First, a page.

- In order to be able thus to misjudge, and thus to grant left-handed veneration to our classics, people must have ceased to know them. This, generally speaking, is precisely what has happened. For, otherwise, one ought to know that there is only one way of honoring them, and that is to continue seeking with the same spirit and with the same courage, and not to weary of the search. But to foist the doubtful title of “classics” upon them, and to “edify” oneself from time to time by reading their works, means to yield to those feeble and selfish emotions which all the paying public may purchase at concert-halls and theatres. Even the raising of monuments to their memory, and the christening of feasts and societies with their names—all these things are but so many ringing cash payments by means of which the Culture-Philistine discharges his indebtedness to them, so that in all other respects he may be rid of them, and, above all, not bound to follow in their wake and prosecute his search further. For henceforth inquiry is to cease: that is the Philistine watchword.
- Friedrich Nietzsche, Untimely Meditations (A. Ludovici trans.), § 1.2
- I do not know what meaning classical studies could have for our time if they were not untimely—that is to say, acting counter to our time and thereby acting on our time and, let us hope, for the benefit of a time to come.
- Friedrich Nietzsche, Untimely Meditations, “On the uses and disadvantages of history for life,” Preface, R. Hollingdale, trans. (1983), § 2.0, p. 60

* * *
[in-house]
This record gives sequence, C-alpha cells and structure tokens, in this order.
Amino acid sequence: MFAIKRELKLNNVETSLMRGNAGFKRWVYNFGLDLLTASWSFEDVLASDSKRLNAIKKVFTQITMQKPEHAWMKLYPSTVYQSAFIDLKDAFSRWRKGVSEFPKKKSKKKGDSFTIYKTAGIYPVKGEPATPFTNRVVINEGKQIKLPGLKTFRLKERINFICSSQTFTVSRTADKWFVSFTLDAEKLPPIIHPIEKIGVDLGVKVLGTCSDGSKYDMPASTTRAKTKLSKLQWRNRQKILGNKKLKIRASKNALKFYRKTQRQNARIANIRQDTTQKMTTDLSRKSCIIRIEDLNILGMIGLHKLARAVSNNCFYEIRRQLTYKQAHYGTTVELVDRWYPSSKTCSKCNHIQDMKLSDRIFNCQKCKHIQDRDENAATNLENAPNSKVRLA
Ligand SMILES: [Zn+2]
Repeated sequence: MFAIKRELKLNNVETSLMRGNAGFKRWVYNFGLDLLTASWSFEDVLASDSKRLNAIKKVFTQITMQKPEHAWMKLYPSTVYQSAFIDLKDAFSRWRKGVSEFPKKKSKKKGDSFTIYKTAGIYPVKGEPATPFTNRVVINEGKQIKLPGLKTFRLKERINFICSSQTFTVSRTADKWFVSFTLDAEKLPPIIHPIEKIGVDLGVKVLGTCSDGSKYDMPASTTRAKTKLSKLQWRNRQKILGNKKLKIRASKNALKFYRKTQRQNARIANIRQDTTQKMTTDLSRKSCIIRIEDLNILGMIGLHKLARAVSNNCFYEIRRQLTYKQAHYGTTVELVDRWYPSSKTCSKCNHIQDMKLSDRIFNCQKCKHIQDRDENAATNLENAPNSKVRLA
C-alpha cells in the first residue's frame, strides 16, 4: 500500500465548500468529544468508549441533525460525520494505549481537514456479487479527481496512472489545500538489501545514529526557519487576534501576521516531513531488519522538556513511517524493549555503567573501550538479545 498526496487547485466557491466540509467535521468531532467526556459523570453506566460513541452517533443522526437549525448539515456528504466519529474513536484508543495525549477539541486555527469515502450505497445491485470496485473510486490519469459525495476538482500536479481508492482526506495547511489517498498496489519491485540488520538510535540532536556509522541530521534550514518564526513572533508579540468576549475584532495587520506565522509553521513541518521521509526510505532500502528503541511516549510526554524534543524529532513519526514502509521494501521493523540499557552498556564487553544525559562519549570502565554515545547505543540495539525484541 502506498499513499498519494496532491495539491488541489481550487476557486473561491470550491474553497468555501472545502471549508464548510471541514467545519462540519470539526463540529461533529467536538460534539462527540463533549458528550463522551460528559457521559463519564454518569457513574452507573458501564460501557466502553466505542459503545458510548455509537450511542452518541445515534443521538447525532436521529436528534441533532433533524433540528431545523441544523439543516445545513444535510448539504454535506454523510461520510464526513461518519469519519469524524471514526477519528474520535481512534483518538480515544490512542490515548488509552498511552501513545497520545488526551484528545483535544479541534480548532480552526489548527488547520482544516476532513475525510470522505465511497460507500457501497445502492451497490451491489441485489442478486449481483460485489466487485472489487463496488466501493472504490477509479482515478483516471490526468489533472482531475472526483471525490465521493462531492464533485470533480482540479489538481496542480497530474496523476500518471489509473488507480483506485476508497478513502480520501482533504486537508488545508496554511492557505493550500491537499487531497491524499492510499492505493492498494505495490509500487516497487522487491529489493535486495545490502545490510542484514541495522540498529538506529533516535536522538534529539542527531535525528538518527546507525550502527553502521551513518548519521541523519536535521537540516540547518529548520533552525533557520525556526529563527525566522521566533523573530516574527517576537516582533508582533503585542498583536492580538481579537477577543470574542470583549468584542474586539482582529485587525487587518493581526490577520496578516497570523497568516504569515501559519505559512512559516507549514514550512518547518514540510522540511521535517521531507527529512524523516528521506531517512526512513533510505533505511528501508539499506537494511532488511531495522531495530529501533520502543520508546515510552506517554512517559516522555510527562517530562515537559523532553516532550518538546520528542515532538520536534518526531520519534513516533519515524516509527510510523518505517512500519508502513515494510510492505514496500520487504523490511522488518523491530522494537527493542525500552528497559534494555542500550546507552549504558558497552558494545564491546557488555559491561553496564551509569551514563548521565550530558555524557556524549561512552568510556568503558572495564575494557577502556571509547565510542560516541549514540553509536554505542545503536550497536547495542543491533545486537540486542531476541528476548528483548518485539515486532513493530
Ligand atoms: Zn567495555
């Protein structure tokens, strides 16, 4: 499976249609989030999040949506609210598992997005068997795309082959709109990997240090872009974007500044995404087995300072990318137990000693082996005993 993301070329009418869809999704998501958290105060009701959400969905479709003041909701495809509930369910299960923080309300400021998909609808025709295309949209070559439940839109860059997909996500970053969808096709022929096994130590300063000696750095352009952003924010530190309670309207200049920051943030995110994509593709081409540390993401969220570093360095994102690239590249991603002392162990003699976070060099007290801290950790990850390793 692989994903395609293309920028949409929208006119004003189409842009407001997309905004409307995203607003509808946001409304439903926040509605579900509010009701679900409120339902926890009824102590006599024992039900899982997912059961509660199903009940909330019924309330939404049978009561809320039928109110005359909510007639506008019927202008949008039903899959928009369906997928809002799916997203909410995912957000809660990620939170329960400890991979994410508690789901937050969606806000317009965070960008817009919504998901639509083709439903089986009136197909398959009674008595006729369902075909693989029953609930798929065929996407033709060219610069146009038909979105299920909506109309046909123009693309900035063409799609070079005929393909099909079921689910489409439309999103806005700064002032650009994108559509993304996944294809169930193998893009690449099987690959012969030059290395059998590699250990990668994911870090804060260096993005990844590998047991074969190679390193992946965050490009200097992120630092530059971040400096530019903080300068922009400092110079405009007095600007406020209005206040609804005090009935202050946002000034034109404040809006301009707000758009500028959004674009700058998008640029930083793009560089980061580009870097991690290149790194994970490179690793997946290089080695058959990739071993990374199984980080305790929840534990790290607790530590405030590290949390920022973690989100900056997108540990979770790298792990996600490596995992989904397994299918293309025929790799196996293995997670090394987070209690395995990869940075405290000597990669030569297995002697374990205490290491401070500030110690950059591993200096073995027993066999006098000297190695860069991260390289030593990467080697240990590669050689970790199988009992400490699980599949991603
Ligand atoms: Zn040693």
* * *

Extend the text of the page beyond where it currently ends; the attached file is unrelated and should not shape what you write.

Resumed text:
- To live classically and to realize antiquity practically within oneself is the summit and goal of philology.
- Friedrich Schlegel, Philosophical Fragments, P. Firchow, trans. (1991) § 147
- These discoveries in old books of new beauties and aspects of interest may persuade us, therefore, that we are not only still ourselves, but more ourselves than ever: that our spirit has not only persisted in its being, but has become more lucid in the process.
- Logan Pearsall Smith, “Montaigne,” Reperusals and Recollections (1936), pp. 1-2
- I will venture to give one word by way of advice, and to express a hope that the study of the ancient classics will not be abandoned when they are no longer compulsory. Believe me, that to the man who wishes to study politics, or the art of persuasion, nothing can be more necessary than to imbue his mind with the spirit of the ancient poets and historians, that he may be able to infuse into his own arguments and compositions, and to draw from that pure and crystal fountain, some of the copious diction, high sentiment, and masculine thought, which so eminently distinguished those great men, but whom there is no hope of successfully rivalling.